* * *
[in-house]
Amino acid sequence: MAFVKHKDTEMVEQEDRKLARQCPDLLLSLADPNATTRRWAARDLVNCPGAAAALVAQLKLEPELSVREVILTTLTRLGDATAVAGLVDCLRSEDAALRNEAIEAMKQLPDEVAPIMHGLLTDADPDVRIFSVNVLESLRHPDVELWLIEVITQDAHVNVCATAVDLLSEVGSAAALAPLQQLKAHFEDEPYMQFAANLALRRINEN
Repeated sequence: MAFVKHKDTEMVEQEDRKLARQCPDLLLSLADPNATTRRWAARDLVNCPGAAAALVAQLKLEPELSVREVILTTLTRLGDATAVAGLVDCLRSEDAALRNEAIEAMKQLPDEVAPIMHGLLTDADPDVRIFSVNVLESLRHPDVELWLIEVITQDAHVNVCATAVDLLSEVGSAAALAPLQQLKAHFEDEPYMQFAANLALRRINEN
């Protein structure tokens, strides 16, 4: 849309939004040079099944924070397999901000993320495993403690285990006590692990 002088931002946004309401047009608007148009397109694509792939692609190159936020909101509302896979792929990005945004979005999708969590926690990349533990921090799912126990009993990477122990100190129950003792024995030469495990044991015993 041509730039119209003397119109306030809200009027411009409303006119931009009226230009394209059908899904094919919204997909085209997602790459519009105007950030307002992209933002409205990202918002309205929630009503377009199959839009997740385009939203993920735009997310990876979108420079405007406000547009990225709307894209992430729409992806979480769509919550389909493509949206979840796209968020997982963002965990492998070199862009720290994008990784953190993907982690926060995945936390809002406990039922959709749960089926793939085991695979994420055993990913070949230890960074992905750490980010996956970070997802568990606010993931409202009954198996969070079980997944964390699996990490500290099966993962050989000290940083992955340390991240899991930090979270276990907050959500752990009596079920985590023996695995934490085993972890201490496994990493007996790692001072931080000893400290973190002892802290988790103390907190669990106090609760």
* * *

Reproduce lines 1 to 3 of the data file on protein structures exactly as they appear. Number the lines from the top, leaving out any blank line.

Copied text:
[in-house]
Amino acid sequence: MAFVKHKDTEMVEQEDRKLARQCPDLLLSLADPNATTRRWAARDLVNCPGAAAALVAQLKLEPELSVREVILTTLTRLGDATAVAGLVDCLRSEDAALRNEAIEAMKQLPDEVAPIMHGLLTDADPDVRIFSVNVLESLRHPDVELWLIEVITQDAHVNVCATAVDLLSEVGSAAALAPLQQLKAHFEDEPYMQFAANLALRRINEN
Repeated sequence: MAFVKHKDTEMVEQEDRKLARQCPDLLLSLADPNATTRRWAARDLVNCPGAAAALVAQLKLEPELSVREVILTTLTRLGDATAVAGLVDCLRSEDAALRNEAIEAMKQLPDEVAPIMHGLLTDADPDVRIFSVNVLESLRHPDVELWLIEVITQDAHVNVCATAVDLLSEVGSAAALAPLQQLKAHFEDEPYMQFAANLALRRINEN